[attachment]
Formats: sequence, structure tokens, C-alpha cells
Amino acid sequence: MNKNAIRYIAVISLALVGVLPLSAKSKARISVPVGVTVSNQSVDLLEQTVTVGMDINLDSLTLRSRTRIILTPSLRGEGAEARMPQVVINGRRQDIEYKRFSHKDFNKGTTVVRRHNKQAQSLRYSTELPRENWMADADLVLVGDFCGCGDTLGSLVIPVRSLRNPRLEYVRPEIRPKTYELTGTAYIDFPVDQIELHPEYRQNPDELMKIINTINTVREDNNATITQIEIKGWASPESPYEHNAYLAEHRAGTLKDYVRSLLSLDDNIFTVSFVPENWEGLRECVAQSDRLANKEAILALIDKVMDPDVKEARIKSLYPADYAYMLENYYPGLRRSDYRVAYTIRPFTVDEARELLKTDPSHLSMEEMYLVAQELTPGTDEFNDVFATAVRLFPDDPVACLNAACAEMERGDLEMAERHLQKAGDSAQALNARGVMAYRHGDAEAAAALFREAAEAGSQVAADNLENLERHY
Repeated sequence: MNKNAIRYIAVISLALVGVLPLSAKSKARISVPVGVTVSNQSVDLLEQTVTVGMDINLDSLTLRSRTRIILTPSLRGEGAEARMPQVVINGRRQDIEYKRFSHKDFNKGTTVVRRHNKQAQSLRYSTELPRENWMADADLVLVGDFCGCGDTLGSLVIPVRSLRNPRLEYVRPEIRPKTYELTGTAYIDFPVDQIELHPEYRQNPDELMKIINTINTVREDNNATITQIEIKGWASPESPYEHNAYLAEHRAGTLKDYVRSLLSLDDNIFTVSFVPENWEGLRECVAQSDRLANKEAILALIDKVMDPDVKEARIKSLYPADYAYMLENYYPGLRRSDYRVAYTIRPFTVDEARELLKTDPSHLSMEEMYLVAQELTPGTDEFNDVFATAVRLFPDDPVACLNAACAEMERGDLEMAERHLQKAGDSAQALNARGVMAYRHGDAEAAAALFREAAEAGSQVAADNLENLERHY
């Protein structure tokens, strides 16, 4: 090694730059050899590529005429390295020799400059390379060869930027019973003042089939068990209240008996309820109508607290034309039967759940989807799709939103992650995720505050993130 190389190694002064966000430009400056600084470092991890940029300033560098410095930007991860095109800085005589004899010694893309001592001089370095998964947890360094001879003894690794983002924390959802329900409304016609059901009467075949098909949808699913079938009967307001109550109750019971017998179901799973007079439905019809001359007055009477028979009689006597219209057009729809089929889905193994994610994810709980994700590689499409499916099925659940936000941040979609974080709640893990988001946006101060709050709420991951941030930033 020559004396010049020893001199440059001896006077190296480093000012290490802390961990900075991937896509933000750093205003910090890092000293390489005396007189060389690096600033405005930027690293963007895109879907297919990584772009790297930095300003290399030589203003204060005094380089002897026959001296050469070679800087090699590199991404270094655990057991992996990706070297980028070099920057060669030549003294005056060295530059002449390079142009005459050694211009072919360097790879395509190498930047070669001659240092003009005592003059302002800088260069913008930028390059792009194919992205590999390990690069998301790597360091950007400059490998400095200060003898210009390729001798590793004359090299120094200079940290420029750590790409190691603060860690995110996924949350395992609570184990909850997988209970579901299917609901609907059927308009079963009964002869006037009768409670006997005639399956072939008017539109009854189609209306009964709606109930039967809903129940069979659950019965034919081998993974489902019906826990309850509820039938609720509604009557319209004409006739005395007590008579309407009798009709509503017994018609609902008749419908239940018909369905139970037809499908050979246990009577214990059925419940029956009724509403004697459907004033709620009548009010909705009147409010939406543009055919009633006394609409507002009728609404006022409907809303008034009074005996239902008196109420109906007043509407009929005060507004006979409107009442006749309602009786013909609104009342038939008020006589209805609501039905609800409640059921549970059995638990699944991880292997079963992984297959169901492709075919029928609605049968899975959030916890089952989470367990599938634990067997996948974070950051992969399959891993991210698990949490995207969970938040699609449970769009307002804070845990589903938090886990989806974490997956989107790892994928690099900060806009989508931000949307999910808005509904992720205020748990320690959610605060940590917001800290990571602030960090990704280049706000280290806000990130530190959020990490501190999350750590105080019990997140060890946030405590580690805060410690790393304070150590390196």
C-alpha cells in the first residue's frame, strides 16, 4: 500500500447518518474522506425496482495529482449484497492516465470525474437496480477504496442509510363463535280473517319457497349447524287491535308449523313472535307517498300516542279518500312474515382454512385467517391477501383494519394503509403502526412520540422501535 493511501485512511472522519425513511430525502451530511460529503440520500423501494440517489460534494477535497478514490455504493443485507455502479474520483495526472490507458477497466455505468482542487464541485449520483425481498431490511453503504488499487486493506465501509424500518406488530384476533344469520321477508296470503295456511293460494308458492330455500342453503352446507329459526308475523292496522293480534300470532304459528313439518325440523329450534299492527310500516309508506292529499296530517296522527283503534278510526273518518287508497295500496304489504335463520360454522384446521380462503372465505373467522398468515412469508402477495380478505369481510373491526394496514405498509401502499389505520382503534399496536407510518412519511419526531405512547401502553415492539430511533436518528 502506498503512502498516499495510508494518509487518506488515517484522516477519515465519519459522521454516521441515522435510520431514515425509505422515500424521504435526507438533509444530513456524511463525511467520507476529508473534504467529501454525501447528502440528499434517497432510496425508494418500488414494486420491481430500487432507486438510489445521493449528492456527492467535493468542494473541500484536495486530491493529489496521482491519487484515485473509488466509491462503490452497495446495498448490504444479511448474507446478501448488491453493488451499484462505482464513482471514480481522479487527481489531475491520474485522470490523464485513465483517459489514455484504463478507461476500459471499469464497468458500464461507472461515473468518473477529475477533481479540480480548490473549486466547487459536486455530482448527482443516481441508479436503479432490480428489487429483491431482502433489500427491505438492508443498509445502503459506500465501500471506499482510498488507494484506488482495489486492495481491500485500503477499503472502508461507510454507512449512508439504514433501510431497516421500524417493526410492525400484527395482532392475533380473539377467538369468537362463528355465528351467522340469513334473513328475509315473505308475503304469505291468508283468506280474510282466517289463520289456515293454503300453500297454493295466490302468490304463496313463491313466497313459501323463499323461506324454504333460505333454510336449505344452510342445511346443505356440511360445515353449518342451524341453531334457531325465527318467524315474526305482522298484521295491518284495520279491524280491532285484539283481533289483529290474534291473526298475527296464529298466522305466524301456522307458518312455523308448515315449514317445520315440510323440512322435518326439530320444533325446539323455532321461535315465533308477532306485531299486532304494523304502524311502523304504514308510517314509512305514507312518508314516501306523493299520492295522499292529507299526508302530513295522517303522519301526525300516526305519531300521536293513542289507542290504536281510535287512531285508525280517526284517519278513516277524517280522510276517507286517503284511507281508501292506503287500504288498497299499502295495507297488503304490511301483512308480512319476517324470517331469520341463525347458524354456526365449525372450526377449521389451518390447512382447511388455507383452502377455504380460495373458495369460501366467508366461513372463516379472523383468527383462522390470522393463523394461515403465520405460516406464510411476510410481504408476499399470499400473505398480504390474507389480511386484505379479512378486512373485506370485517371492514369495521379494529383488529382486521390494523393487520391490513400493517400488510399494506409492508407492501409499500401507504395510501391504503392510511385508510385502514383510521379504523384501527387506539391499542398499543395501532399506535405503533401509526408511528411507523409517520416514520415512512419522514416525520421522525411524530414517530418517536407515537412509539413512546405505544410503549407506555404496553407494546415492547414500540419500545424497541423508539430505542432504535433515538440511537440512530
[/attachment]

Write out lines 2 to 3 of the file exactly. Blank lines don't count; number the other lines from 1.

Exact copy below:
Amino acid sequence: MNKNAIRYIAVISLALVGVLPLSAKSKARISVPVGVTVSNQSVDLLEQTVTVGMDINLDSLTLRSRTRIILTPSLRGEGAEARMPQVVINGRRQDIEYKRFSHKDFNKGTTVVRRHNKQAQSLRYSTELPRENWMADADLVLVGDFCGCGDTLGSLVIPVRSLRNPRLEYVRPEIRPKTYELTGTAYIDFPVDQIELHPEYRQNPDELMKIINTINTVREDNNATITQIEIKGWASPESPYEHNAYLAEHRAGTLKDYVRSLLSLDDNIFTVSFVPENWEGLRECVAQSDRLANKEAILALIDKVMDPDVKEARIKSLYPADYAYMLENYYPGLRRSDYRVAYTIRPFTVDEARELLKTDPSHLSMEEMYLVAQELTPGTDEFNDVFATAVRLFPDDPVACLNAACAEMERGDLEMAERHLQKAGDSAQALNARGVMAYRHGDAEAAAALFREAAEAGSQVAADNLENLERHY
Repeated sequence: MNKNAIRYIAVISLALVGVLPLSAKSKARISVPVGVTVSNQSVDLLEQTVTVGMDINLDSLTLRSRTRIILTPSLRGEGAEARMPQVVINGRRQDIEYKRFSHKDFNKGTTVVRRHNKQAQSLRYSTELPRENWMADADLVLVGDFCGCGDTLGSLVIPVRSLRNPRLEYVRPEIRPKTYELTGTAYIDFPVDQIELHPEYRQNPDELMKIINTINTVREDNNATITQIEIKGWASPESPYEHNAYLAEHRAGTLKDYVRSLLSLDDNIFTVSFVPENWEGLRECVAQSDRLANKEAILALIDKVMDPDVKEARIKSLYPADYAYMLENYYPGLRRSDYRVAYTIRPFTVDEARELLKTDPSHLSMEEMYLVAQELTPGTDEFNDVFATAVRLFPDDPVACLNAACAEMERGDLEMAERHLQKAGDSAQALNARGVMAYRHGDAEAAAALFREAAEAGSQVAADNLENLERHY